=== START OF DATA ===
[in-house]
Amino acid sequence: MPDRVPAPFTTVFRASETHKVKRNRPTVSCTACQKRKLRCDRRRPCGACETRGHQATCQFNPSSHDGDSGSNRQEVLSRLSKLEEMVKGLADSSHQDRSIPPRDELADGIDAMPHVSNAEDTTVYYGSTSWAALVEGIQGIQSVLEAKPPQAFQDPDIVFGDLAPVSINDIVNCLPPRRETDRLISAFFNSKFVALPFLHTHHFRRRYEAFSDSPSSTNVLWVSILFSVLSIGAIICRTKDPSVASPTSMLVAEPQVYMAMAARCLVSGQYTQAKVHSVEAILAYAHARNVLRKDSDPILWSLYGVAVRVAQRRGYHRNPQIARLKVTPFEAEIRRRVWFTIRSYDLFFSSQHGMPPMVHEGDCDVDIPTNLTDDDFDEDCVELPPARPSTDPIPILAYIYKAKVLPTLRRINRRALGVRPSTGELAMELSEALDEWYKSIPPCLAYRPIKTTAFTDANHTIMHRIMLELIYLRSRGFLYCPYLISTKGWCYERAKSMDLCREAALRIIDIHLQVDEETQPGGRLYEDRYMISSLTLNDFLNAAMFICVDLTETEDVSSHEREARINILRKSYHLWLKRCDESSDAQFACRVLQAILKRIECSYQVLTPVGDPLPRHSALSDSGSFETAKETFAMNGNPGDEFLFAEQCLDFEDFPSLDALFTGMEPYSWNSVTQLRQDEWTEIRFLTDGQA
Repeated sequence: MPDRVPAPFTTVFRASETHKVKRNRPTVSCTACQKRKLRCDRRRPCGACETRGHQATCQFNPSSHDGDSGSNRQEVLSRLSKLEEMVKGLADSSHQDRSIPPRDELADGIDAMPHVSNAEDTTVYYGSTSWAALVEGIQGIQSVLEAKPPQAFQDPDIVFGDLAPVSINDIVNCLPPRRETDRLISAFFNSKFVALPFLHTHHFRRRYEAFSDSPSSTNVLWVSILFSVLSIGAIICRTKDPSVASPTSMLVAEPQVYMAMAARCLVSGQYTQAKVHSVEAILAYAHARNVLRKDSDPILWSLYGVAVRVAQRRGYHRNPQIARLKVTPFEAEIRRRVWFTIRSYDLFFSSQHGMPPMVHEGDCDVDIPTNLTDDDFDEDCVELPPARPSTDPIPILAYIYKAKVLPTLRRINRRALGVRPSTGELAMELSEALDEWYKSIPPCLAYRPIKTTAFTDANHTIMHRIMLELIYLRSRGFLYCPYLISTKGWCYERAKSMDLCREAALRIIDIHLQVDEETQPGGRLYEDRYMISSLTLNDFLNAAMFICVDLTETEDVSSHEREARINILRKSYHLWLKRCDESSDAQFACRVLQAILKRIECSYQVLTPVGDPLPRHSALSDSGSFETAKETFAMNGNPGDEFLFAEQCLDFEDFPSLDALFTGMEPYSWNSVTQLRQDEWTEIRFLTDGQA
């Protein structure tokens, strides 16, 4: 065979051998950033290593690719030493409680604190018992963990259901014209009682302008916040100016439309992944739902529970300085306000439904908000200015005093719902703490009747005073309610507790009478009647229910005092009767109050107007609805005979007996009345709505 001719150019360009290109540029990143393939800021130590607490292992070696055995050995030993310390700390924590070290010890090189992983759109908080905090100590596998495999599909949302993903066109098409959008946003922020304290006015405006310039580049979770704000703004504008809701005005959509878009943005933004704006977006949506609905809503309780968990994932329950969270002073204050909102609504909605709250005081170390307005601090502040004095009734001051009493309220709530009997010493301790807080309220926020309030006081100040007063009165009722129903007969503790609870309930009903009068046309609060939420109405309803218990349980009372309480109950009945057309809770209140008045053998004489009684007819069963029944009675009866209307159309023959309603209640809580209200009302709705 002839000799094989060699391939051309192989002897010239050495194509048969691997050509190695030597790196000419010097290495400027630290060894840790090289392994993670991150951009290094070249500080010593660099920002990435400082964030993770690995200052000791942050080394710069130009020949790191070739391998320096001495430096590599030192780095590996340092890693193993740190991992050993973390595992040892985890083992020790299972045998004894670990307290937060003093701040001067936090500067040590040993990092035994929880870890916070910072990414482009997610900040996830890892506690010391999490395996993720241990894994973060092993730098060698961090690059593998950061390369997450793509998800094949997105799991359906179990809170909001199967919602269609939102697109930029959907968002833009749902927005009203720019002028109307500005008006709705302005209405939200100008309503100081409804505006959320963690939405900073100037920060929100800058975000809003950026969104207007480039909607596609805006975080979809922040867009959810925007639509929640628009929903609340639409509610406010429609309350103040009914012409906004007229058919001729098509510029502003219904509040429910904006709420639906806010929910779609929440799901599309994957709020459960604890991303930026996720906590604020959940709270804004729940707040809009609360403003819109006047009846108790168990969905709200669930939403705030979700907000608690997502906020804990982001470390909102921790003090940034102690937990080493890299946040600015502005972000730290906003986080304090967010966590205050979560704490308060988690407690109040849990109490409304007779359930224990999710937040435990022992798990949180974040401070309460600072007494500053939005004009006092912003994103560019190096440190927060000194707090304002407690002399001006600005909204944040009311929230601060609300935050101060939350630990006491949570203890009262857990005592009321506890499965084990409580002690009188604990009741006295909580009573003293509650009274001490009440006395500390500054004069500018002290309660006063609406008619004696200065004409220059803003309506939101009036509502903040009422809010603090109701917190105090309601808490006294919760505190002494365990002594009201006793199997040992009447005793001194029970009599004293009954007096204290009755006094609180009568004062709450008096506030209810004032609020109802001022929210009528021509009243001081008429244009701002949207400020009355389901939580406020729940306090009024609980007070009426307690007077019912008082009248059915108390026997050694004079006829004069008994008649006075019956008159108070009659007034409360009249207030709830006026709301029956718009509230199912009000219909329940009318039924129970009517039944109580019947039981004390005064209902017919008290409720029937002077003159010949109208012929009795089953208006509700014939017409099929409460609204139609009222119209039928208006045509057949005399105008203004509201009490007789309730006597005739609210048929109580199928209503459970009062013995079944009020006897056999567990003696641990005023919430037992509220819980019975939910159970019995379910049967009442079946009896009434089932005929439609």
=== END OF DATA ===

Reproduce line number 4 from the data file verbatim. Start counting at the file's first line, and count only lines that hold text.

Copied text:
């Protein structure tokens, strides 16, 4: 065979051998950033290593690719030493409680604190018992963990259901014209009682302008916040100016439309992944739902529970300085306000439904908000200015005093719902703490009747005073309610507790009478009647229910005092009767109050107007609805005979007996009345709505 001719150019360009290109540029990143393939800021130590607490292992070696055995050995030993310390700390924590070290010890090189992983759109908080905090100590596998495999599909949302993903066109098409959008946003922020304290006015405006310039580049979770704000703004504008809701005005959509878009943005933004704006977006949506609905809503309780968990994932329950969270002073204050909102609504909605709250005081170390307005601090502040004095009734001051009493309220709530009997010493301790807080309220926020309030006081100040007063009165009722129903007969503790609870309930009903009068046309609060939420109405309803218990349980009372309480109950009945057309809770209140008045053998004489009684007819069963029944009675009866209307159309023959309603209640809580209200009302709705 002839000799094989060699391939051309192989002897010239050495194509048969691997050509190695030597790196000419010097290495400027630290060894840790090289392994993670991150951009290094070249500080010593660099920002990435400082964030993770690995200052000791942050080394710069130009020949790191070739391998320096001495430096590599030192780095590996340092890693193993740190991992050993973390595992040892985890083992020790299972045998004894670990307290937060003093701040001067936090500067040590040993990092035994929880870890916070910072990414482009997610900040996830890892506690010391999490395996993720241990894994973060092993730098060698961090690059593998950061390369997450793509998800094949997105799991359906179990809170909001199967919602269609939102697109930029959907968002833009749902927005009203720019002028109307500005008006709705302005209405939200100008309503100081409804505006959320963690939405900073100037920060929100800058975000809003950026969104207007480039909607596609805006975080979809922040867009959810925007639509929640628009929903609340639409509610406010429609309350103040009914012409906004007229058919001729098509510029502003219904509040429910904006709420639906806010929910779609929440799901599309994957709020459960604890991303930026996720906590604020959940709270804004729940707040809009609360403003819109006047009846108790168990969905709200669930939403705030979700907000608690997502906020804990982001470390909102921790003090940034102690937990080493890299946040600015502005972000730290906003986080304090967010966590205050979560704490308060988690407690109040849990109490409304007779359930224990999710937040435990022992798990949180974040401070309460600072007494500053939005004009006092912003994103560019190096440190927060000194707090304002407690002399001006600005909204944040009311929230601060609300935050101060939350630990006491949570203890009262857990005592009321506890499965084990409580002690009188604990009741006295909580009573003293509650009274001490009440006395500390500054004069500018002290309660006063609406008619004696200065004409220059803003309506939101009036509502903040009422809010603090109701917190105090309601808490006294919760505190002494365990002594009201006793199997040992009447005793001194029970009599004293009954007096204290009755006094609180009568004062709450008096506030209810004032609020109802001022929210009528021509009243001081008429244009701002949207400020009355389901939580406020729940306090009024609980007070009426307690007077019912008082009248059915108390026997050694004079006829004069008994008649006075019956008159108070009659007034409360009249207030709830006026709301029956718009509230199912009000219909329940009318039924129970009517039944109580019947039981004390005064209902017919008290409720029937002077003159010949109208012929009795089953208006509700014939017409099929409460609204139609009222119209039928208006045509057949005399105008203004509201009490007789309730006597005739609210048929109580199928209503459970009062013995079944009020006897056999567990003696641990005023919430037992509220819980019975939910159970019995379910049967009442079946009896009434089932005929439609």